What you need to know about organic food

There is a lot of hype surrounding organic food. But why do people say buying organic is so important and what should you know about organic food? Here’s what you need to know:

Better for the floor

It is undeniable that organic farming is much better for soil health than conventional farming. The The US Department of Agriculture says that organic farming restores and maintains the quality of the soil without any addition of chemicals. Organic farming sites are also more “Soil organic matter and soil aggregates stable to water”, as well as generally richer in nutrients.

According to National Institute of Food and Agriculture, organic farms use practices that improve or maintain soil fertility, soil structure and biodiversity, and reduced soil erosion.

A two year study on growing strawberries concluded that organic farms always had betterr quality soil. While another study randomly selected farms in Nebraska and North Carolina showed that “organic farms had soil pH closer to neutral, lower bulk density and available water holding capacity, microbial biomass C and N and higher soil respiration than conventional farms ”. A greater water holding capacity is quite important in the soil, and it protects crops from drying out in the event of drought or severe water shortage.

Better for the environment

The environmental impact of organic farming on the land is much milder. It requires less water and produces less waste than conventional agriculture. Pesticides can be incredibly toxic, which is why organic farming aims to reduce “Human, animal and environmental exposure to toxic materials”. This is particularly important for farmers, who can get sick to be sprayed with powerful pesticides while working in the fields.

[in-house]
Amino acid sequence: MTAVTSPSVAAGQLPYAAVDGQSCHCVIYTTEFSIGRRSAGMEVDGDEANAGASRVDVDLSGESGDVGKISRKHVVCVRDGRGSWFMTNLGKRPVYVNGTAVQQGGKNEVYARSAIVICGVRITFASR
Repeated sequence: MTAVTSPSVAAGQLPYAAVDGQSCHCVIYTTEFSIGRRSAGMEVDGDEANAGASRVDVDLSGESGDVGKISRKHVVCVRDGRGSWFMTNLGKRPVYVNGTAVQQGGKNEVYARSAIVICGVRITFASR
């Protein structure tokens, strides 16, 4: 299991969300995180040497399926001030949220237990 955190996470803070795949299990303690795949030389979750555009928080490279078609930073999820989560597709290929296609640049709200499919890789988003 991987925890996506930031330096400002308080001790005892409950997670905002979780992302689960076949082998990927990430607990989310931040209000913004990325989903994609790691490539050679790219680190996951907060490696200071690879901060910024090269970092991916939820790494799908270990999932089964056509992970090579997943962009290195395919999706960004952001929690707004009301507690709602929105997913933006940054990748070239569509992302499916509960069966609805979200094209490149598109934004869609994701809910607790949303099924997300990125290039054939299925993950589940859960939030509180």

The biodiversity of plants, insects and animals is also conserved when using organic farming methods. Crop rotation is a big reason for this, as it keeps the soil fertile and cool, while monoculture (like that practiced on giant corn farms) drains nutrients from the soil.

Not necessarily healthier for you

Organic foods do not have pesticides like conventional foods, but there is no strong evidence to suggest that it means that it is actually healthier for you. Yes, pesticides are probably not very good for you, but the science to support the health benefits of eating organic is scarce. When we look at the people who eat and do not eat organic, there are many lifestyle and demographic covariatesTo be taken into consideration as well.

Organic food is often more expensive, so people who can afford it are likely to eat higher quality foods in general. They may also have access to better health care or a better work-life balance. It is also considered more “health conscious” to eat organic, so those who eat organic products are likely to eat healthier in general and do not consume as much processed or prepackaged foods.

There is also little evidence to suggest that organic products contain more nutrients. Some may be higher in iron and manganese or lower in nitrates, but this was not consistent with all fruits and vegetables studied. While there are a few studies that claim that organic foods are higher in nutrients, they have not been substantiated.

Not as efficient

Various studies, but some have found that organic farming produces 20 to 50 percent less than conventional farming. So, while organic farming offers many environmental benefits, it does not offer the same amounts of return.

Norman Borlaug is a Nobel Peace Prize laureate and considered the father of the “green revolution”. Even he recognized that organic farming cannot be sufficient on its own and must work side by side with conventional farming. There are simply too many mouths to feed.

Appreciate the positives

There are a lot of benefits to buying organic, so if you have access and can afford to eat organic, you should. However, organic farming methods are not yet to the point where they can support billions of people. It might never get there, and if it doesn’t, that’s okay. Sustainability is about doing the best you can and taking steps in the right direction. So if you have the privilege of supporting the green products industry, go for it!

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